Telstra rep tells Two Rocks Yanchep Residents Association there will never be ‘blanket coverage’


Yanchep residents Helen Stainthorpe, Lyn Chapman, Allan Chapman and Peter Stainthorpe. Picture: Martin Kennealey
Yanchep residents Helen Stainthorpe, Lyn Chapman, Allan Chapman and Peter Stainthorpe. Picture: Martin Kennealey

TWO telecommunications towers proposed for Two Rocks could improve mobile network coverage, but a provider says there will never be “blanket coverage”.

Telstra area manager Boyd Brown attended the Two Rocks Yanchep Residents Association’s October meeting to hear residents’ concerns about mobile service coverage in the area.

Mr Brown said Telstra has plans to install two towers in Two Rocks in the next six months – one at the Telstra exchange beside the Phil Renkin Recreation Centre and the other in the southern part of the suburb.

He said coverage centred on areas with denser populations.

“We will never have blanket coverage,” he said.

Mr Brown said a variety of factors could affect signal strength, including the age of a handset and the settings it had.

“Sometimes what you might find is switching the settings between 4G and 3G might be beneficial,” he said.

“3G might have four bars when 4G has one or two bars.”

Mr Brown said the way people used mobile phones had changed, with 99 per cent of use for phone calls 10 years ago.

“Now it’s 99 per cent data and 1 per cent phone calls,” he said.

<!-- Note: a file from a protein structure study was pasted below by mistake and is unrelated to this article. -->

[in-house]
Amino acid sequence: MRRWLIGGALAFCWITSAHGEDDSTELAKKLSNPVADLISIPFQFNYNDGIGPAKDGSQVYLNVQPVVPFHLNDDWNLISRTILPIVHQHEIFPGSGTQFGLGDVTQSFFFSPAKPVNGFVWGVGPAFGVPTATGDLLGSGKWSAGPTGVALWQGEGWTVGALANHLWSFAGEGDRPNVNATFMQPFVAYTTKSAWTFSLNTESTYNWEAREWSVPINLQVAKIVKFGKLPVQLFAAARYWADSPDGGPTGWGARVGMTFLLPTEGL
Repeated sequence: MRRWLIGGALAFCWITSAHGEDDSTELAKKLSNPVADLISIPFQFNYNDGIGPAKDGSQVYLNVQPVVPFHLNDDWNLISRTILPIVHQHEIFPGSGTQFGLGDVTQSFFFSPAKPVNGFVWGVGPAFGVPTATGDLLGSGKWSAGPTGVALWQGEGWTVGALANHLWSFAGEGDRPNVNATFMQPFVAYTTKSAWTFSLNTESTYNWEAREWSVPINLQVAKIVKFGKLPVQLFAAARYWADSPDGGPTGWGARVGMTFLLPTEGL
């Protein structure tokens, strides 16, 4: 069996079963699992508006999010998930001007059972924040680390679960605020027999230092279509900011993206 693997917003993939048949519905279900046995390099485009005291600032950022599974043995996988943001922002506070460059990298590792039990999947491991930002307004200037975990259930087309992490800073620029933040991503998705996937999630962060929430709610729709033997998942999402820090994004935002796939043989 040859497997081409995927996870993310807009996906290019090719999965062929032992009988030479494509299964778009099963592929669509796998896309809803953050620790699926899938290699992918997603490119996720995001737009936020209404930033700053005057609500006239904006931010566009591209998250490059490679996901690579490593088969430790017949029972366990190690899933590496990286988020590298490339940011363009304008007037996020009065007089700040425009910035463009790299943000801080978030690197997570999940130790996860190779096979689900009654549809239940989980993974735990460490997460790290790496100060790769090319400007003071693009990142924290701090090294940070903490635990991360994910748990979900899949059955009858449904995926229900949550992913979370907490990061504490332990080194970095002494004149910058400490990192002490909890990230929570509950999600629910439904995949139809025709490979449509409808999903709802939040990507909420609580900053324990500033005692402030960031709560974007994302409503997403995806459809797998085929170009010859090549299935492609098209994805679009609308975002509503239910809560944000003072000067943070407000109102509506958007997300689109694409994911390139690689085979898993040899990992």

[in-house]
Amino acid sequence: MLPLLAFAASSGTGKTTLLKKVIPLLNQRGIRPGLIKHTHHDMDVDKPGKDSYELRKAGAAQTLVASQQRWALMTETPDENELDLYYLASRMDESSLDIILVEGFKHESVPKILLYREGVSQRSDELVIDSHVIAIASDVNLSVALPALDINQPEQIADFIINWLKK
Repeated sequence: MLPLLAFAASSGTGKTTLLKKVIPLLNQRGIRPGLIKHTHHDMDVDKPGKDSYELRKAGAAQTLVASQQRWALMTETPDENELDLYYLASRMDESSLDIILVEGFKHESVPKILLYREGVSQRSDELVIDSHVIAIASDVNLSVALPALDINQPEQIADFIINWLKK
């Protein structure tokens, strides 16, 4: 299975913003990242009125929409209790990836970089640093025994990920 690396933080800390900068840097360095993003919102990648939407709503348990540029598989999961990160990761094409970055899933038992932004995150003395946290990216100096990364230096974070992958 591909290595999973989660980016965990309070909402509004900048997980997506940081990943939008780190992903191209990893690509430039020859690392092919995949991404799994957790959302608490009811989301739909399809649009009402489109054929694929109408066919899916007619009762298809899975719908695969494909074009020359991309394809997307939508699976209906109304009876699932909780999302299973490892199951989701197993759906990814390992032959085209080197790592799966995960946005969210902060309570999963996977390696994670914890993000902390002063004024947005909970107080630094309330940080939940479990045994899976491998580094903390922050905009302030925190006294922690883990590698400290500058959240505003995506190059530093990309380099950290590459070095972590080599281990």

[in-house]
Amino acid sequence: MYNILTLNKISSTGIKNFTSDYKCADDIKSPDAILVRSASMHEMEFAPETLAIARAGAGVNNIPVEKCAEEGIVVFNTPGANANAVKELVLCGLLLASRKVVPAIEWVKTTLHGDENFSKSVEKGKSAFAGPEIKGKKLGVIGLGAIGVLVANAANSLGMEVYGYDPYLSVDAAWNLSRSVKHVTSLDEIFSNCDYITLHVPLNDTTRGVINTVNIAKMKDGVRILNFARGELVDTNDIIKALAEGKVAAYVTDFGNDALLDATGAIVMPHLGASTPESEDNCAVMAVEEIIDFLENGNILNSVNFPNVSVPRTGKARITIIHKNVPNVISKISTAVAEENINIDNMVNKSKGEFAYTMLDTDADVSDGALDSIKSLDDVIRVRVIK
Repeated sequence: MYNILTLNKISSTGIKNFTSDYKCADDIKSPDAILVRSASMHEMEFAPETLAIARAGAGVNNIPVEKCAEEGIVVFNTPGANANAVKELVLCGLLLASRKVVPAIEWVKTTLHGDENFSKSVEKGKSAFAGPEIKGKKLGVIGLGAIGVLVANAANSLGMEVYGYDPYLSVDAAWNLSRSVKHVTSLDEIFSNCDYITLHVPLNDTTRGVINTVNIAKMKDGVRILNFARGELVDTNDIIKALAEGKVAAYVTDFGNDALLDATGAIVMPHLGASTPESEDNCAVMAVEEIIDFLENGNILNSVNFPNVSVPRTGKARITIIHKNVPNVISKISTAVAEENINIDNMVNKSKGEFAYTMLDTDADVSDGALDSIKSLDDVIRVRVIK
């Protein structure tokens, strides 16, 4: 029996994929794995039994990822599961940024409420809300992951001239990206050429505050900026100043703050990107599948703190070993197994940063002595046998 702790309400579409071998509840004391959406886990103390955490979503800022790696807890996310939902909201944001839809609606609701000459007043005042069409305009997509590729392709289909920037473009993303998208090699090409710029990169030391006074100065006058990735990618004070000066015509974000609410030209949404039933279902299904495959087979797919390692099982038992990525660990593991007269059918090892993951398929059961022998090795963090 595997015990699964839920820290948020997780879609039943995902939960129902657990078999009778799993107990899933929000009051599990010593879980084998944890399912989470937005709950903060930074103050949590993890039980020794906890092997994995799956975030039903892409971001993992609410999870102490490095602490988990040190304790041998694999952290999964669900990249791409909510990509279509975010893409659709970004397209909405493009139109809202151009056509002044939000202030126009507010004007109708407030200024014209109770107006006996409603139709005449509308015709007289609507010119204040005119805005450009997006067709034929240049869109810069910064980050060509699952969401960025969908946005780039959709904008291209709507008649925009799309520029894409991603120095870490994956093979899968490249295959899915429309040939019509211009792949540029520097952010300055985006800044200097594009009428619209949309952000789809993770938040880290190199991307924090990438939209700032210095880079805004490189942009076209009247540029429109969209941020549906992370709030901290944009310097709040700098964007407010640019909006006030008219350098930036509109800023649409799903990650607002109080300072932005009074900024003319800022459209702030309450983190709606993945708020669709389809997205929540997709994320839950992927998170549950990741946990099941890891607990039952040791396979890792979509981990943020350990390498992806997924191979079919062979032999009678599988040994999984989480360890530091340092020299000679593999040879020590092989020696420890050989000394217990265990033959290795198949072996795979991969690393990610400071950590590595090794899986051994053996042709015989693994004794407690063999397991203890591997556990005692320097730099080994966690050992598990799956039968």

“If you’ve got a good Wi-Fi network in the house, with newer phones you can set them to Wi-Fi calling.

“There are some things you can use in the home to improve the coverage.”

Mr Brown said customers could buy a Tesltra-approved device to improve the signal, and, when later asked about the cost, told residents it was about $960.

“We’ve had quite a few people, particularly down in Alkimos, who were using the illegal devices – they have an adverse effect on the network,” he said.

“One or two of those devices can have a huge detrimental effect to the base station.”

Asked about the radius of towers, he said in Perth it was usually about 5-10km, although there could be signal to send a text or make a call up to 50km away in some instances.

Resident Allan Chapman, who did an informal survey about poor coverage with neighbours earlier this year, said he lived about 2km from a tower.

“You would like to think that the towers that send the signal go farther than 2km,” he said.

His wife Lyn asked why customers should have to pay an extra on top of their bills for a Telstra-approved aerial to fix the coverage issues.

Mr Brown said residents who did not like his suggestions were “free to shop” for other providers.

He said other areas with similar coverage issues included Baldivis and outer growth areas.

“Infrastructure is a bit behind where we need to be,” he said.

“It can take years to get approvals (for towers) to put it where we want it.

“They will provide infill to existing sites that are here.

“What we want to do it build it out so we’ve got a more robust system.”

Asked why customers were not told whether they would have signal at home before signing a contract, Mr Boyd said staff were trained to do those checks.

City of Wanneroo recently revised its telecommunications infrastructure policy to add a requirement that such infrastructure be considered when preparing structure plans for new developments.

Representatives from Pearce MHR Christian Porter’s office also attended the association’s September and October meetings to hear residents’ concerns and investigate solutions.

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